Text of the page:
ASUSTeK Computer, Inc., known simply as ASUS – commonly pronounced in English “ei-sus” – is a multinational hardware, electronics and robotics corporation headquartered in Taipei, Taiwan, in the Beitou District.
|FEATURES OF ROG STRIX SCOPE RX|
Unboxing of ROG Strix Scope RX
This Asus ROG Strix SCOPE RX will reach us in the best possible way, since for it a rigid cardboard box of good quality and very compact size has been used. In it we have a ROG style on the faces, always accompanied by photos of the product and some of its specifications on the back.
ROG Strix Scope RX Pro Design
The Asus ROG Strix SCOPE RX will be the newest member of the Asus keyboard list, which is far from limited to this model. In fact there will be a few that I already had, equipping Cherry MX switches and RGB lighting. We already tested the normal Asus ROG Strix SCOPE version and it left us an excellent experience, but this one will raise it to a level.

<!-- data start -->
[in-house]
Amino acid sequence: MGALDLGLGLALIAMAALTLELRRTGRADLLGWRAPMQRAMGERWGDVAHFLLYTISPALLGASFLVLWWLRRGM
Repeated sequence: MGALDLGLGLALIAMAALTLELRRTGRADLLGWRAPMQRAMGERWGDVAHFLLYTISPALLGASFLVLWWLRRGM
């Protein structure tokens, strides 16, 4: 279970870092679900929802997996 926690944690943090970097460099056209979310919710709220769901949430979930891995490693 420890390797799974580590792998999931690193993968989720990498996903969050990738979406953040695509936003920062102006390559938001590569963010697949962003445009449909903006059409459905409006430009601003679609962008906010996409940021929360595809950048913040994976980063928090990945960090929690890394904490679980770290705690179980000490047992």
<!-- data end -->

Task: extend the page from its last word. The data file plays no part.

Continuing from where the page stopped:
In terms of design, it is not different from what is seen in other previous models, and the modifications are very few and almost nil. It includes extensive functionality, with more access from keyboard to lighting, macros, etc., now customizable from the new Armory Crate brand software.
Starting with what comes to be the construction of the Asus ROG Strix SCOPE RX, we have the use of plastic and metal. Being a full-format keyboard, we are 44 cm long, 13.7 mm deep, and 3.9 cm high in the region of highest elevation. The thickness of the metal plate makes the weight rise up to 1.07 kg.
The key area or base is the one that will be made of metallic alloy, with a very light roughness finish and in a gray color with some shine. It presents the same appearance as other models of the manufacturer, with very tight measurements on the sides and upper area. A detail to take into account is that this base has IP65 protection, dust and splashes of water.
You have to turn the keyboard over to see that its base will be made of rigid plastic and of very good quality, judging by the touch and sound. It is an interesting and well-worked area, since the manufacturer has taken the opportunity to screen-print its logo in large size on the relief of diagonal channels that covers the entire area.